Bedlam may not have the parity of the Apple Cup or the Egg Bowl or even the Rocky Mountain Showdown, but it often has twice the drama and five times the stakes.

“Obviously,” Riley said, “it’s a huge game with the rivalry regardless of the teams’ records and regardless of what you’ve done. It’s an important game for this state. It’s been an important game on the national scene for the last several years. It’s going to be an important game for us here as well.”


Columnist John E. Hoover is co-host of “The Franchise Drive” every weeknight from 6-8 on The Franchise in Oklahoma City and Tulsa, and appears throughout the day on other shows on The Franchise. Listen at fm107.7 in OKC, fm107.9/am1270 in Tulsa, on The Franchise app, or click the “Listen” tab on The Franchise home page. Hoover also covers the Big 12 for Sporting News and Lindy’s magazine and is a feature writer for Sooner Spectator magazine. Visit his personal page at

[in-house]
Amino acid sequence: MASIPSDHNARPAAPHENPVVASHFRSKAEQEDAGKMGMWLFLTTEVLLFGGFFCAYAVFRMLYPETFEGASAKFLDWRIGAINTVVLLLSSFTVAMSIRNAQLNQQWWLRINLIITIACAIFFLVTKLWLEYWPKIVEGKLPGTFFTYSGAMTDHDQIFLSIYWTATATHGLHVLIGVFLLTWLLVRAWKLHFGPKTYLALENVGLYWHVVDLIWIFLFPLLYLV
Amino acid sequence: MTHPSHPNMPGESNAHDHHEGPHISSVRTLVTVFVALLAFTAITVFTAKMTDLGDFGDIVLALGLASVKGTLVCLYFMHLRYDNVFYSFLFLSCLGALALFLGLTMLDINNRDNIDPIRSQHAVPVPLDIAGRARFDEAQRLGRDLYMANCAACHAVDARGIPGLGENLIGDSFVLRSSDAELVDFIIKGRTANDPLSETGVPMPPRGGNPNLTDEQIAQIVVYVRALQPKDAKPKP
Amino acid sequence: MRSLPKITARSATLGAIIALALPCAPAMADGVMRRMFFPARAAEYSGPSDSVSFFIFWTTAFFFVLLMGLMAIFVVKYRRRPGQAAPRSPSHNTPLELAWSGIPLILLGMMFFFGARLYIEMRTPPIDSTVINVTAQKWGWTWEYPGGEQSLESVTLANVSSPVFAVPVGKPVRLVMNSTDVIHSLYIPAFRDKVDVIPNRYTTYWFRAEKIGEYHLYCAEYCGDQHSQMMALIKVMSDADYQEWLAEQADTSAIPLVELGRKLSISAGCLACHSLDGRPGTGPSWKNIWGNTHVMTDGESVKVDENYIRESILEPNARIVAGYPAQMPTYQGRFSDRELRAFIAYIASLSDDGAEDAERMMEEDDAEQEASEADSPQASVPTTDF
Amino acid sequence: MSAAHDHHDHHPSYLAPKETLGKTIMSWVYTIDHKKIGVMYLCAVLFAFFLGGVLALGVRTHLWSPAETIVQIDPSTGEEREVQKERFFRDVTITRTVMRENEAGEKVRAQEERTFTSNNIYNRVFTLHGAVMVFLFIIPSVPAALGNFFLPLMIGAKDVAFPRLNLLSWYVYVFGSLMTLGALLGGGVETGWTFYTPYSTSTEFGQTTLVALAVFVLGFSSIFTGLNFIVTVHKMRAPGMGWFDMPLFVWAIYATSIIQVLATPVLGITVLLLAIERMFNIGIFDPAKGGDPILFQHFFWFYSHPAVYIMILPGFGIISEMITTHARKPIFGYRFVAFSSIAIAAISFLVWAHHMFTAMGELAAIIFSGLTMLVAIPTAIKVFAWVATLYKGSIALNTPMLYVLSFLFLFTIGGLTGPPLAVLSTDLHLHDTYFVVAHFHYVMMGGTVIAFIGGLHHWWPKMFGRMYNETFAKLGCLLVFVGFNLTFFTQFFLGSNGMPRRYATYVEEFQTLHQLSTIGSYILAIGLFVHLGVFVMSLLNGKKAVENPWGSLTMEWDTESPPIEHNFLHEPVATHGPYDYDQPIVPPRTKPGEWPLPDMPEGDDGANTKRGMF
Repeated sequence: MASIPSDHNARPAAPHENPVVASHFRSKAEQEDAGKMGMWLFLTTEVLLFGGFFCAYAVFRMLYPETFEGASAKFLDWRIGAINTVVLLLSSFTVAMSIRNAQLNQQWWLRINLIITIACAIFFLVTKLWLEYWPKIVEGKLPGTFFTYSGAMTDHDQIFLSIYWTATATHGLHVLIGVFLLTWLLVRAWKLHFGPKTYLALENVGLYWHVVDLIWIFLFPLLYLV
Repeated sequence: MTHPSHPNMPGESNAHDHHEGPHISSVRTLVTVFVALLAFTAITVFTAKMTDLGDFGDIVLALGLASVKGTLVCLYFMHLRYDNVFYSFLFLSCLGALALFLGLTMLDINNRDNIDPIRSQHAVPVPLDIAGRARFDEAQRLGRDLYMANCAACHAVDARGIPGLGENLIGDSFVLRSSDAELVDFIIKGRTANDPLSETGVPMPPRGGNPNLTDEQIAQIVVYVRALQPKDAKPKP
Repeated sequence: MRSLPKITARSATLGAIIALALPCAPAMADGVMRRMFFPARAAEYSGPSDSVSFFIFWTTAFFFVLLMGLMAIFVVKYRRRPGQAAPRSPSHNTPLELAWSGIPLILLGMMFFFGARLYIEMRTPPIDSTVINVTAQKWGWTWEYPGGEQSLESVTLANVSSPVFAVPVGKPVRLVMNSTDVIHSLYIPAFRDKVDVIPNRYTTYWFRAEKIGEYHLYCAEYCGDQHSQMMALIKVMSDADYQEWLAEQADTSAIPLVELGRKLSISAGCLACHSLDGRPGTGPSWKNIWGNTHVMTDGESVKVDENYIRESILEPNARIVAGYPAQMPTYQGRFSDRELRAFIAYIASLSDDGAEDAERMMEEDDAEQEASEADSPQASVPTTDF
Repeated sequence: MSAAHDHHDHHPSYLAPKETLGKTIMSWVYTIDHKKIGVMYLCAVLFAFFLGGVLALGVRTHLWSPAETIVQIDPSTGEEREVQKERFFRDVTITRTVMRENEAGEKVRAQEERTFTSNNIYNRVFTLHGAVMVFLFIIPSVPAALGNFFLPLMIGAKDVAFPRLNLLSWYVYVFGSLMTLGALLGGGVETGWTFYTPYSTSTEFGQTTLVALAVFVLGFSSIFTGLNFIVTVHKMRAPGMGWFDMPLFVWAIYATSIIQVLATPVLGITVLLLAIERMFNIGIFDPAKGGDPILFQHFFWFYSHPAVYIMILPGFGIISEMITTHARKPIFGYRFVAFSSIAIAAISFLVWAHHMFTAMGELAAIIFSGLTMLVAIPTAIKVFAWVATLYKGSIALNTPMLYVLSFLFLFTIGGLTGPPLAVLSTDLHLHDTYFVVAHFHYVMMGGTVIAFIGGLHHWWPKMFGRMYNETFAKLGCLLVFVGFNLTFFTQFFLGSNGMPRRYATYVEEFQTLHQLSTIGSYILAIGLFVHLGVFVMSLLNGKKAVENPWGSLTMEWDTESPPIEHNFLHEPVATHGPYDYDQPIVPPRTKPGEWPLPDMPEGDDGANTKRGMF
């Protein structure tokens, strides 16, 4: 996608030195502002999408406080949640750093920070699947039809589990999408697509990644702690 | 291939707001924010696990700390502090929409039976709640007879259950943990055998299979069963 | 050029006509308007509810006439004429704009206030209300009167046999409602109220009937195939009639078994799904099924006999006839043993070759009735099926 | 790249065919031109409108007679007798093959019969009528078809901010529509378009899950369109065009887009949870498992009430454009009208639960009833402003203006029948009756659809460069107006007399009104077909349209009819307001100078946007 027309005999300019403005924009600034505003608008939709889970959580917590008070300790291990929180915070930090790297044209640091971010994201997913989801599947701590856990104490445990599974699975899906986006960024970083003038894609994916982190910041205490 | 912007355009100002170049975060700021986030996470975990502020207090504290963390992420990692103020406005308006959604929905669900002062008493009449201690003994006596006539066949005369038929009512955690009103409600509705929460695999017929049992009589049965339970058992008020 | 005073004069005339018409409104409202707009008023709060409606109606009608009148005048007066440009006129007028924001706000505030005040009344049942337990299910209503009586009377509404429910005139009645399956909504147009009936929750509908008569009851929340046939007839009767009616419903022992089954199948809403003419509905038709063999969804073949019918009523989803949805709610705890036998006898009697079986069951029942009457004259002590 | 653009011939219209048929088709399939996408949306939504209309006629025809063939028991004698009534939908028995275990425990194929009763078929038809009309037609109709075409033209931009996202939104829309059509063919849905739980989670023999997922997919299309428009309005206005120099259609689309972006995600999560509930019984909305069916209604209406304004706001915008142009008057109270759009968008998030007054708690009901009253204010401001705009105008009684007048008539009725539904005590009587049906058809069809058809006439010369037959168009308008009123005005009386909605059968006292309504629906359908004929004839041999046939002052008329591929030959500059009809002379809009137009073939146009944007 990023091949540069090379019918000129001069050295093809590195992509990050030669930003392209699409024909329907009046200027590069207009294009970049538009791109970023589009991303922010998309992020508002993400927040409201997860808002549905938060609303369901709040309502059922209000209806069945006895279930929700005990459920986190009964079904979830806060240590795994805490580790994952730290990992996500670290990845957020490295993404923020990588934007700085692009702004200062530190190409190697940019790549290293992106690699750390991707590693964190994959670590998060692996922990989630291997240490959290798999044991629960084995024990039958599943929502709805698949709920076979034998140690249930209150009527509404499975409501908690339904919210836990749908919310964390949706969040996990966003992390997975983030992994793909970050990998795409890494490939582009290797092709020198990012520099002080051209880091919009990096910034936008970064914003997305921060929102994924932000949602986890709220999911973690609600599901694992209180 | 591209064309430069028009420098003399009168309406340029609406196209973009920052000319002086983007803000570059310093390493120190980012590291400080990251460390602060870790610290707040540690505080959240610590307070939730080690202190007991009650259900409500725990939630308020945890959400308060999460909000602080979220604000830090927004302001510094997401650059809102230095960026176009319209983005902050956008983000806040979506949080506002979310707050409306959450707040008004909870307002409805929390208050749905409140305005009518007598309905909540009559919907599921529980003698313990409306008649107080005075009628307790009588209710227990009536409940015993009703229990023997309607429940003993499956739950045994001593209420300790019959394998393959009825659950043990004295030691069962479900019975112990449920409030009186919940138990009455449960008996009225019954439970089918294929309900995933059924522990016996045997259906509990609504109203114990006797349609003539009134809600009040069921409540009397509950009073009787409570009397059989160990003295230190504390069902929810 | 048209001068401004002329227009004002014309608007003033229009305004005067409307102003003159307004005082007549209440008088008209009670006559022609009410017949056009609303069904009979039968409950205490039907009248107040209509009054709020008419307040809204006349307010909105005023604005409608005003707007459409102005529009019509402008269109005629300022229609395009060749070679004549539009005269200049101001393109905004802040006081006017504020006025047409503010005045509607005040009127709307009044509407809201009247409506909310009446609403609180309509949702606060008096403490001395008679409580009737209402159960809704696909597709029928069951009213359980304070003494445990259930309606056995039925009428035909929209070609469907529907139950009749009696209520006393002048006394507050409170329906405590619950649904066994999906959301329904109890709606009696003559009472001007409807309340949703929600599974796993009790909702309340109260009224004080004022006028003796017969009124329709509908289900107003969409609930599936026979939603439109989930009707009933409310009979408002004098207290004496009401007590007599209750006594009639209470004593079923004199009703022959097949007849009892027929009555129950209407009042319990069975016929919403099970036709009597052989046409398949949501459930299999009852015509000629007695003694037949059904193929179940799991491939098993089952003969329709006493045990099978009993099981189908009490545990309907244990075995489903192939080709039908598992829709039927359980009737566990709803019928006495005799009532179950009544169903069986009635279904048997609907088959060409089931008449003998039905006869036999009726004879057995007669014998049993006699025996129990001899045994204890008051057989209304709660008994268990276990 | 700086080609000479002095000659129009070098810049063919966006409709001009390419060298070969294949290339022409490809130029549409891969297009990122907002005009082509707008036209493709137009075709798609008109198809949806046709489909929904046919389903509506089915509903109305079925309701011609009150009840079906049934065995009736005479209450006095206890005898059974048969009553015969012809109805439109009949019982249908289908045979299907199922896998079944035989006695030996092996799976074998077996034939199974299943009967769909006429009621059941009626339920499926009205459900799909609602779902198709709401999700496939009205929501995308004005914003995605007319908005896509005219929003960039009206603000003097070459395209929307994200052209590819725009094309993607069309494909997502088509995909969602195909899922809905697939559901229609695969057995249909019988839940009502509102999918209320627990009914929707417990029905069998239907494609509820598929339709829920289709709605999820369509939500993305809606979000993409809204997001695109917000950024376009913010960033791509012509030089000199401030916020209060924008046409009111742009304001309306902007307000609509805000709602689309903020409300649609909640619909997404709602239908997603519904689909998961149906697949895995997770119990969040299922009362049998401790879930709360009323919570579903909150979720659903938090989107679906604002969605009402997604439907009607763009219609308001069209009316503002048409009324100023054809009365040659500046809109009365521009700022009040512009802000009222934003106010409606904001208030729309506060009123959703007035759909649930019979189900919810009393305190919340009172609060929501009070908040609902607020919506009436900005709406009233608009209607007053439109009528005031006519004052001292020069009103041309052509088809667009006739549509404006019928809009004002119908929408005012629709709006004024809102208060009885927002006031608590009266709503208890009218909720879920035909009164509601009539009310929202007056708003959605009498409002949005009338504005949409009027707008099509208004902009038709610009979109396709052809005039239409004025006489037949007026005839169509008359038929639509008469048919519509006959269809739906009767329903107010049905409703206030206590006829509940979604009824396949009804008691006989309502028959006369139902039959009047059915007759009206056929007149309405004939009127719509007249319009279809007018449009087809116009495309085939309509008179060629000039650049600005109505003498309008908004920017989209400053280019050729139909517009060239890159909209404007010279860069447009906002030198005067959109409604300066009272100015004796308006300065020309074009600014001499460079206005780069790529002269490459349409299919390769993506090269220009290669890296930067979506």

John Hoover

Hoover wrote for the Tulsa World for 24 years before joining The Franchise, where he's now co-host of "Further Review" on The Franchise Tulsa (weekdays 12-3, fm107.9/am1270) . In his time at the World, Hoover won numerous writing and reporting awards, including in 2011 National Beat Writer of the Year from the Associated Press Sports Editors for his work covering the Oklahoma Sooners. Hoover also covered Oklahoma State, Arkansas, Oral Roberts and the NFL as a beat writer. From 2012 to 2016, Hoover was the World's lead sports columnist. As a columnist, Hoover won national awards in 2012 and 2014 from the National Athletic Trainers Association for reporting on sports medicine and in 2015 won first place in sports columns from the Oklahoma Society of Professional Journalists. After receiving a journalism degree from East Central University, Hoover worked at newspapers in Ada, Okmulgee, Tahlequah and Waynesville, Mo. He played football at Ada High School and grew up in North Pole, Alaska. Hoover and his family live in Broken Arrow.